Some drone industry representatives are reacting cautiously to plans by the Obama administration to combat a growing safety threat by requiring buyers to register their drones with the government.
The U.S. Transportation Department is creating a task force of public and private members to recommend how to keep tabs on the swelling number of private drone operators, Secretary Anthony Foxx said at a press conference in Washington. In hopes of beating the expected holiday sales rush, Foxx asked the task force to complete its work by Nov. 20 and finalize the requirement before Christmas.
“Registering unmanned aircraft will help build a culture of accountability and responsibility, especially with new users who have no experience operating in the U.S. aviation system,” Foxx said. “It will help protect public safety in the air and on the ground.”
While saying they recognize the need for greater accountability for unmanned aircraft and will cooperate with the task force, some industry spokesmen said they were concerned about how such a registry would work, the legality and how effective it would be.
“As with all things, the devil is in the detail,” Michael Drobac, director of the Small UAV Coalition, which represents companies including Google’s Project Wing and Amazon.com Inc.”We have very little detail and much of this feels like it’s being pulled together very rapidly and with very little input from industry.”
The administration sees registry as a way to encourage hobbyists and other drone owners to follow rules intended to prevent the aircraft from crashing into planes or hurting people on the ground, Foxx said. In the event of an accident, a registry may help the government track down the operator.
Pilot encounters with drones and other incident reports are on pace to at least quadruple to more than 1,000 this year, the FAA said in August. The reports highlight a growing threat to U.S. aviation by unmanned aircraft.
The Academy of Model Aeronautics, which represents hobbyists who fly drones and more traditional remote-controlled aircraft, issued a report saying very few incidents were actual risks of a mid-air collision. AMA, which requires its 180,000 members to register their unmanned aircraft, is working with the government on the project.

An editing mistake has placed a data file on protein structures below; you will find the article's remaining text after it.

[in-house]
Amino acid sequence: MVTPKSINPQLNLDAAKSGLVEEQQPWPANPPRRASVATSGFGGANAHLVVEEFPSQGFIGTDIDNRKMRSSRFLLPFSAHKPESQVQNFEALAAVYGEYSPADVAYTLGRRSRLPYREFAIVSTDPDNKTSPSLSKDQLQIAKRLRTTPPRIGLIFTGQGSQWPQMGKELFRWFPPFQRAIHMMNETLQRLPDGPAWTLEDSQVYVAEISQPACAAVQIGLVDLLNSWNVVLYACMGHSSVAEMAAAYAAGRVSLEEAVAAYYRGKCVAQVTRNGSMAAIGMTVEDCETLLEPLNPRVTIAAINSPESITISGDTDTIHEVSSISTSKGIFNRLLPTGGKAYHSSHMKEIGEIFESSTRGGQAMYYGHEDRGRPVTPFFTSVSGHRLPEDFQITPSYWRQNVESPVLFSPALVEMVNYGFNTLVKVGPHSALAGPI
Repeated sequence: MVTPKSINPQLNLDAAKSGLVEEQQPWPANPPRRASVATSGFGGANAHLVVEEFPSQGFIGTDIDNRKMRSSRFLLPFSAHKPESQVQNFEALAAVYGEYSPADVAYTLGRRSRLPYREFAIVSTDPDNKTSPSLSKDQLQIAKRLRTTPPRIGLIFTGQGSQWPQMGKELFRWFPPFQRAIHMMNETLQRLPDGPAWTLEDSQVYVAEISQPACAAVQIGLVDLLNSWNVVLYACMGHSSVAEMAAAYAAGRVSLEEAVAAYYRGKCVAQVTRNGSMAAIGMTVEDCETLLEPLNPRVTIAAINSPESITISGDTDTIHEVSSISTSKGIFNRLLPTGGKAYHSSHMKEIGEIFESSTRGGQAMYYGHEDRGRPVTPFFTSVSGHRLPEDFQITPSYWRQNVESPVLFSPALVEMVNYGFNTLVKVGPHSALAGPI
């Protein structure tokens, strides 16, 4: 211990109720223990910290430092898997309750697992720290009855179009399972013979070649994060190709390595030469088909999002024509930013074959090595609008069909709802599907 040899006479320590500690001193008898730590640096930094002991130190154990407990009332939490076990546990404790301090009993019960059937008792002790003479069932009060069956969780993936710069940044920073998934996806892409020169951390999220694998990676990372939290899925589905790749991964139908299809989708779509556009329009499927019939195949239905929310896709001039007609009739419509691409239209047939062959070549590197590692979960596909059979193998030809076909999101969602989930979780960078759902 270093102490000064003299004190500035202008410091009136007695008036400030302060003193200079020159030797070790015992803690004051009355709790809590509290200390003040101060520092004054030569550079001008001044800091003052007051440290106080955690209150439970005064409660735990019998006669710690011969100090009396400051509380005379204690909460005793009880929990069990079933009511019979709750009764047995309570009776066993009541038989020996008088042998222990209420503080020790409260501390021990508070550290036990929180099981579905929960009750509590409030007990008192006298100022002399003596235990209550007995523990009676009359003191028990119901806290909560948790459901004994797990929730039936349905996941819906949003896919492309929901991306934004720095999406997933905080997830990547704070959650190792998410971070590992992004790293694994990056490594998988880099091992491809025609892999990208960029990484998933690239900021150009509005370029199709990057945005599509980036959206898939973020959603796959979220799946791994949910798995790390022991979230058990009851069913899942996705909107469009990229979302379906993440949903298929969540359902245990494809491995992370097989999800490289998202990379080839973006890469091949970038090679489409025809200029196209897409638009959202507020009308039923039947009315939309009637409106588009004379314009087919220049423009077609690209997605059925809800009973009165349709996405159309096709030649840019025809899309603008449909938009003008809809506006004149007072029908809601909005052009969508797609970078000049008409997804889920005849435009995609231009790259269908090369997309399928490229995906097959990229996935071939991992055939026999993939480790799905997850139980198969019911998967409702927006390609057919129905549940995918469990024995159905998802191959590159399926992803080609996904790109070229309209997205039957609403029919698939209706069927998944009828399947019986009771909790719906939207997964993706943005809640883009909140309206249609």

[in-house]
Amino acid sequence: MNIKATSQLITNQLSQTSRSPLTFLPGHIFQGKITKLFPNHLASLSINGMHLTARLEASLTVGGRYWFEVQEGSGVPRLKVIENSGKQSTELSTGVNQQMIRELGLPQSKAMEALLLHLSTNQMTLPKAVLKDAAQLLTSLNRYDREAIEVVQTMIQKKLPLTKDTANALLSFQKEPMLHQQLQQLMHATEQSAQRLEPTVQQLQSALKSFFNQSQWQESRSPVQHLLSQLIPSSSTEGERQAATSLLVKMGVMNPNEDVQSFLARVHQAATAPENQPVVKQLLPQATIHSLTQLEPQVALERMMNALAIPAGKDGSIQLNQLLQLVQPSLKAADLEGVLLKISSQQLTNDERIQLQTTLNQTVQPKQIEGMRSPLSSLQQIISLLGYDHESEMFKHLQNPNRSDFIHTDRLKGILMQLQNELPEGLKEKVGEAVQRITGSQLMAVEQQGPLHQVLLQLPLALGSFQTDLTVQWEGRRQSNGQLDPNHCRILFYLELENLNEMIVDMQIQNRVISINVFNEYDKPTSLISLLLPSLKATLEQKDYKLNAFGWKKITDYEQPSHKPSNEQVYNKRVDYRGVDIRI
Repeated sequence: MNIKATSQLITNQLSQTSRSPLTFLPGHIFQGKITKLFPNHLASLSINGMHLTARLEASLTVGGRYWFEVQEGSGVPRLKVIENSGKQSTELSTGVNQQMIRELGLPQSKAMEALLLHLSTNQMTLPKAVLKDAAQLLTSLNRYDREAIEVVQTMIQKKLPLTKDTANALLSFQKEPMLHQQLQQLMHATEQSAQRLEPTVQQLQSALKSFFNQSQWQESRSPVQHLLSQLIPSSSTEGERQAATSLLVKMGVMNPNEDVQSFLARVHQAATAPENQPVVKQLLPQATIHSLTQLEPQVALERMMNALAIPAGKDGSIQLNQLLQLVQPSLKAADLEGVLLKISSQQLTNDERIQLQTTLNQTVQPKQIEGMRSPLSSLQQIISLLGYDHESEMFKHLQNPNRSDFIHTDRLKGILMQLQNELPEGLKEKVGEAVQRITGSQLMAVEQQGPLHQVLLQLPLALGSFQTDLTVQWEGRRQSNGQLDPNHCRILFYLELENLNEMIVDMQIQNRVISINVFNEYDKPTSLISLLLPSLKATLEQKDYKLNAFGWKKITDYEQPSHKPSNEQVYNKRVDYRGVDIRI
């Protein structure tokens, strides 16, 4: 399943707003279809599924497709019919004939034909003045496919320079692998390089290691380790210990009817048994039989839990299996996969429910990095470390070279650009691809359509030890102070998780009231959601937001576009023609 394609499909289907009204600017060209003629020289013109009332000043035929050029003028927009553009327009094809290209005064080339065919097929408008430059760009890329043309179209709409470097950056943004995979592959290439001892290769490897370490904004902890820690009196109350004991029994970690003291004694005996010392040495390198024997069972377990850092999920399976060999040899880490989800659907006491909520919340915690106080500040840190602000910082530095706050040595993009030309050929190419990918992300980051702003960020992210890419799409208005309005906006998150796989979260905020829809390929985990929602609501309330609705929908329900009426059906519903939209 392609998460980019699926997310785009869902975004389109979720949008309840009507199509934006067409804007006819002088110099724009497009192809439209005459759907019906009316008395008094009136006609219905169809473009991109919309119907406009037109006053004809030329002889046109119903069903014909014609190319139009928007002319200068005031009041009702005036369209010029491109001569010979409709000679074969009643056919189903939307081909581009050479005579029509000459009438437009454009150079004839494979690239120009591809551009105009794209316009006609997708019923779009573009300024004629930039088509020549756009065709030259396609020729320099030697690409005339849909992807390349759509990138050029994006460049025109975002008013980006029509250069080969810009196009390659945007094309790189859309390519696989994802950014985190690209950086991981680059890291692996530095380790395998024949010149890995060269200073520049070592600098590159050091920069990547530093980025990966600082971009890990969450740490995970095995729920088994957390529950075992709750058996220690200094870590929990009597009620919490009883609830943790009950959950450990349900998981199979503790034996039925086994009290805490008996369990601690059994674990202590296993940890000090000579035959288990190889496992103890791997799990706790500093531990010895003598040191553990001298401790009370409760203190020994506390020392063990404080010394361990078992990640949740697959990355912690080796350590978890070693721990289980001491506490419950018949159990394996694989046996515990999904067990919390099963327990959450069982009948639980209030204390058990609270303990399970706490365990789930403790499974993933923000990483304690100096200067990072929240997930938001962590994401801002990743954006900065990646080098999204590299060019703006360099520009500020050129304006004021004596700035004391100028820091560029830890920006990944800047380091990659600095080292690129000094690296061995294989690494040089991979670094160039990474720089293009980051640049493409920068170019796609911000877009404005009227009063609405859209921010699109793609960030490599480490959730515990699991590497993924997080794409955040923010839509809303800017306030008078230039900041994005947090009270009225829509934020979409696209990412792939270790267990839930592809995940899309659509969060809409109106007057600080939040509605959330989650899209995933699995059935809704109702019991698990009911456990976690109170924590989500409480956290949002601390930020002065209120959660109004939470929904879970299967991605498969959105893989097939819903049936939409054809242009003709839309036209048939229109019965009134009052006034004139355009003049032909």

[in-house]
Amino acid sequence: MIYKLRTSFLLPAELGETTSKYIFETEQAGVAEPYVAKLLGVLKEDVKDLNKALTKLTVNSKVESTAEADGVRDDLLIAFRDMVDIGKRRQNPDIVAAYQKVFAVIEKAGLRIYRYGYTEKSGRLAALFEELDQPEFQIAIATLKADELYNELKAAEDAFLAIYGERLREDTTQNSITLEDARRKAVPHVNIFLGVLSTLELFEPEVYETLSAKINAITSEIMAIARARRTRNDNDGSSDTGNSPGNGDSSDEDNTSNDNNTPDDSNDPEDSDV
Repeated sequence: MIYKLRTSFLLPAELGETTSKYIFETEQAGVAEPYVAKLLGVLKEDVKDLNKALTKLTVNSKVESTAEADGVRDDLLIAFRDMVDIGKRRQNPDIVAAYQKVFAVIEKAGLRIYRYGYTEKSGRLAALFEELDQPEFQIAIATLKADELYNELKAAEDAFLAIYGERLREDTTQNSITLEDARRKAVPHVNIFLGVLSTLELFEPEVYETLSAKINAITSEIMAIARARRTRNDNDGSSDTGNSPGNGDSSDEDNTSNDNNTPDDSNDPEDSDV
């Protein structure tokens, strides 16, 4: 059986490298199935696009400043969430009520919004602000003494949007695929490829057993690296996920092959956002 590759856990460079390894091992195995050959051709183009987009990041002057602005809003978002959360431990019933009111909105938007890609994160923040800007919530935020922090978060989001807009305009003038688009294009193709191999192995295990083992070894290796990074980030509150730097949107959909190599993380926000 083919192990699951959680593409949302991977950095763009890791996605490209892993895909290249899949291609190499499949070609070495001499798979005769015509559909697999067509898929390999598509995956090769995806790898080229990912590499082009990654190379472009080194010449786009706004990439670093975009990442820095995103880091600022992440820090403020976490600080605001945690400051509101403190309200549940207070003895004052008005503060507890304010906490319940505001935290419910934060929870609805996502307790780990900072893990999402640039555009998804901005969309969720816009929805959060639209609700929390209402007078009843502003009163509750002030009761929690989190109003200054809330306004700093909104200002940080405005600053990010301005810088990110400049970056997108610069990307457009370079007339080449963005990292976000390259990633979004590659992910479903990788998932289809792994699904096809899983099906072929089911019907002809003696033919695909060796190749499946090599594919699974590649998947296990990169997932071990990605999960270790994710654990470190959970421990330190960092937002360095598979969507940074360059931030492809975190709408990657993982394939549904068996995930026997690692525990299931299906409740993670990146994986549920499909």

SZ DJI Technology Co., the Chinese company that is the world’s leading manufacturer of small civilian drones, looks forward to working with the FAA and the Transportation Department, said Brendan Schulman, the company’s vice president for policy and legal affairs in the U.S.
“The feasibility and effectiveness of any drone registration system will very much depend on the details of how registration would be accomplished, who would manage the process, and which types of drones it would apply to,” Shulman said in an e-mail.
Congress in 2012 exempted drones being flown for recreation from any U.S. regulation, so long as operators followed safety standards.
That prohibition on government regulation may make it difficult to require owners to register their aircraft, Drobac said. “We need to hear where the authority comes from. Would this be mandatory?” he said.
While most members of Drobac’s trade group would support a registry, he said he anticipates that at least some may oppose such a requirement.
Foxx said that creating a registry wouldn’t be the same as regulating the industry and would be legal. There is also no plan to require non-commercial operators to get a license, he said.
The Association for Unmanned Vehicle Systems International, a trade group for drone manufacturers, supports the government’s registration proposal, President Brian Wynne said.
“It should lead to increased accountability across the entire aviation community,” Wynne said.
The task force must resolve details such as whether previously purchased drones must be registered and who is responsible for registering them. Toys and other small drones won’t be part of the requirement, because they are considered a low risk to safety, the Transportation Department said. The task force will recommend which drones will be exempt.
White House spokesman Josh Earnest said the object is to “to ensure the use of drone doesn’t interfere obviously with commercial regulation” and “allow the private sector to maximize the economic benefits associated with this kind of technology” while ensuring safety.
Non-commercial drone operators must obtain FAA permission before flying within five miles of an airport and must stay away from piloted aircraft and people on the ground, according to the agency. The FAA also has a process for approving drone flights for hire, which must follow similar requirements.
Regulators are concerned that a collision between a drone and a plane, which could easily occur at a speed of 200 miles (320 kilometers) an hour or more, may damage an aircraft or its engines. Encounters with drones can also cause pilots to be distracted from other critical tasks.
Tim Canoll, president of the Air Line Pilots Association union, expressed support for the initiative.
“We look forward to engaging in discussions with this task force in developing the procedures necessary to ensure we maintain the highest levels of safety of our aviation system,” Canoll said in an e-mail.
Industry groups estimate that at least 500,000 drones have been sold in the U.S., many of which are capable of flying thousands of feet above the ground. Separately, the FAA is finalizing regulations for the commercial use of drones weighing less than 55 pounds (25 kilograms). Rules for larger drones will come later, the FAA says.
–With assistance from Angela Greiling Keane in Washington
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